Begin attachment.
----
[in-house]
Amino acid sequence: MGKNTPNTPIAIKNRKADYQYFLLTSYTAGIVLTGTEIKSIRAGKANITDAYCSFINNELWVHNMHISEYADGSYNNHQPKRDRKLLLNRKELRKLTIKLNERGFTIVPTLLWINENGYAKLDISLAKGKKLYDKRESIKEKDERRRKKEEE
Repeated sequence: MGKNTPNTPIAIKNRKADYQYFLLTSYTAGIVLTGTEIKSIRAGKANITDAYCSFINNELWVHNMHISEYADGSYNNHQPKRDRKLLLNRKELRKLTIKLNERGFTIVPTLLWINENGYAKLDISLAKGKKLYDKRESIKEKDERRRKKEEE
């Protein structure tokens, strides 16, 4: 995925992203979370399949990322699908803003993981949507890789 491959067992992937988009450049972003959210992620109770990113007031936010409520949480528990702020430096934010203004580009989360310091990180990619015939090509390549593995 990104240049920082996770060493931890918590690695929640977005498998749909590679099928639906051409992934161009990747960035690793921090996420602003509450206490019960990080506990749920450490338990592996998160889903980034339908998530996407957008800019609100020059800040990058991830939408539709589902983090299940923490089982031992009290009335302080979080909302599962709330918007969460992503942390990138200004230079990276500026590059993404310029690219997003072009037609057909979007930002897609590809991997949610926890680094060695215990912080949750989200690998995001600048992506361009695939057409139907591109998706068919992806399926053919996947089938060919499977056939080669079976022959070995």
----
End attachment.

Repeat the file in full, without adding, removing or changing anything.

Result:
[in-house]
Amino acid sequence: MGKNTPNTPIAIKNRKADYQYFLLTSYTAGIVLTGTEIKSIRAGKANITDAYCSFINNELWVHNMHISEYADGSYNNHQPKRDRKLLLNRKELRKLTIKLNERGFTIVPTLLWINENGYAKLDISLAKGKKLYDKRESIKEKDERRRKKEEE
Repeated sequence: MGKNTPNTPIAIKNRKADYQYFLLTSYTAGIVLTGTEIKSIRAGKANITDAYCSFINNELWVHNMHISEYADGSYNNHQPKRDRKLLLNRKELRKLTIKLNERGFTIVPTLLWINENGYAKLDISLAKGKKLYDKRESIKEKDERRRKKEEE
């Protein structure tokens, strides 16, 4: 995925992203979370399949990322699908803003993981949507890789 491959067992992937988009450049972003959210992620109770990113007031936010409520949480528990702020430096934010203004580009989360310091990180990619015939090509390549593995 990104240049920082996770060493931890918590690695929640977005498998749909590679099928639906051409992934161009990747960035690793921090996420602003509450206490019960990080506990749920450490338990592996998160889903980034339908998530996407957008800019609100020059800040990058991830939408539709589902983090299940923490089982031992009290009335302080979080909302599962709330918007969460992503942390990138200004230079990276500026590059993404310029690219997003072009037609057909979007930002897609590809991997949610926890680094060695215990912080949750989200690998995001600048992506361009695939057409139907591109998706068919992806399926053919996947089938060919499977056939080669079976022959070995």